Sometimes they surprise them and sometimes they have called their relatives from the United States and have been communicating with the families to let them know they are coming. The only thing is that sometimes they say that they will arrive one day and they arrive on another day. Most of the time the trip to pick up a returnee at the airport is long, expensive and uncertain. Sometimes a whole family will travel for hours on their way to the airport to find out the returnee did not arrive. This is a very challenging expense for the family because sometimes several relatives make the trip.
To give you an example, families travel from Acatenango to pick up their relative and this is a 6- or 7-hour bus ride. Most family members come from villages or very distant communities that are hours away.
As an organization, we have identified the geographical areas from where Guatemalans migrate the most.
Latina Republic: What are those areas?
San Marcos, Quiche, Quetzaltenango, Huehuetenango.
Latina Republic: What happens to returnees that arrive at the airport without documents or remittances, and have to wait for their relatives?
That’s where we support them as an association.
I ask them, what is your place of origin? Sometimes relatives in the United States can send them a remittance to pay for the transportation charges, or a relative here in Guatemala can make a transfer. We support them with this process because they come without documents. To help them, I support them with my document.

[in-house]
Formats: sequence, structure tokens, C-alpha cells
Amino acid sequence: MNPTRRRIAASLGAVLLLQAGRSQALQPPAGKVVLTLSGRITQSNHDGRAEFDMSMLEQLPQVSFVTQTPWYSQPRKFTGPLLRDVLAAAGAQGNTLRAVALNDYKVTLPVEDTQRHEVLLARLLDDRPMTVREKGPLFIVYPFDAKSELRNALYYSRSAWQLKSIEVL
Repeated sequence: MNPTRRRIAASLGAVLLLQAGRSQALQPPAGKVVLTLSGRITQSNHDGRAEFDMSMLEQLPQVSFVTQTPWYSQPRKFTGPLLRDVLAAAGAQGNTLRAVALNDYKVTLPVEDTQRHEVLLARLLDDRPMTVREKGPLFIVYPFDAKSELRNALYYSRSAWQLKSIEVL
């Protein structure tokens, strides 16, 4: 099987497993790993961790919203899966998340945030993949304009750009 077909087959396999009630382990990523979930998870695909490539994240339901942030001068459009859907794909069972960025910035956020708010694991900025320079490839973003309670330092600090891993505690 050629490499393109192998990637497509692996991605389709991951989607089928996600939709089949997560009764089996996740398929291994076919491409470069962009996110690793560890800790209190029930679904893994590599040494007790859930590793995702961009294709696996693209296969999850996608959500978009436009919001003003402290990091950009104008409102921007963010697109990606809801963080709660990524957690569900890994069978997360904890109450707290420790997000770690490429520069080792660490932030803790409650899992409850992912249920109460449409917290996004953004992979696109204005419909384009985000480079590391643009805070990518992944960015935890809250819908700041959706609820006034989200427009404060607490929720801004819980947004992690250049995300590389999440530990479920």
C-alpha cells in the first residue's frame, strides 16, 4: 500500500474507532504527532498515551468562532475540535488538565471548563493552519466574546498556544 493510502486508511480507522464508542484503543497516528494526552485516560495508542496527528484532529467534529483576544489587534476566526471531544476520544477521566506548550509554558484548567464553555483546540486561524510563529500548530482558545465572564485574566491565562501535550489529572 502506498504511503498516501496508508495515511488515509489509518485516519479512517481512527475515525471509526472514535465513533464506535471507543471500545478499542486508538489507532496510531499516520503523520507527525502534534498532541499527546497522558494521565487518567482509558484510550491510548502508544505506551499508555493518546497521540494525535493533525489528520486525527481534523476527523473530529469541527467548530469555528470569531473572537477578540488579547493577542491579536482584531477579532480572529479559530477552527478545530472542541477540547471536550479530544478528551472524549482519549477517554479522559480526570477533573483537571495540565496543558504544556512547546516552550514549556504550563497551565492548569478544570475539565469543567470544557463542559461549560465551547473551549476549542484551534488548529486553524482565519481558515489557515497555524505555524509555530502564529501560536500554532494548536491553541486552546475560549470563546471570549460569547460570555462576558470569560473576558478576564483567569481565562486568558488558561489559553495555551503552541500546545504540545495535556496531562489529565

I accompany them to the bus station to ask them how much they charge them and sometimes at the bus stations they do not want to sell them the ticket because they do not have the proper identifications.
In these cases, I tell the bus station about our organization and that as a representative of the returnee I want to help them to buy a ticket. I found out that this was a problem, when returnees told us that bus companies would not allow them to purchase a ticket without an i.d. So now we accompany them to the bus station to purchase those.
Latina Republic: What document is required to purchase a ticket?
The DPI. Many who arrive in Guatemala do not have documents. Fortunately, the National Registry now has a space in the immigration room and we have asked this institution to provide returnees with a paper version of the i.d. showing their name and number so they can travel and have a form of identification on their way home. This is a paper document but at least it tells you who they are.
Once they arrive home, in any region of Guatemala, they will be able to go to the RENAP center, present that paper and the process of getting an i.d. will be facilitated.
Latina Republic: How long does the process take?
The DPI takes a long time because there has been a lot of fraud and forgery in past years with Guatemalan identifications. The new i.d. now has 6 stages of processing before being delivered.
Latina Republic: Why was there so much i.d. fraud?
Before, i.d’s used to be issued freely. With more i.d.s people could collect more benefits. Now there is a process and the i.d.s have a chip. That is why the situation in Guatemala is now more controlled.
Latina Republic: How do relatives send remittances for travel when returnees have no accounts or proper identification?
I have an account at the bank where relatives can transfer a small amount to cover the transportation charges. If it costs 100 quetzales to travel home, we ask them to transfer no more than that. We keep detailed records of who sent the remittance, and how much was sent and we give a copy of the receipt to the returnee, together with the funds. We also keep copies for our records.
A month and a half ago we went through audits to assess how we were managing funds and thank God everything went well. That is why international organizations have supported us.
Everything we do is handled transparently.
Latina Republic: How do you help so many people arriving in one day?
Approximately 135 people arrive per flight, and we aim to help all of them but could see as many as 500 people when there are 4 flights on a given day.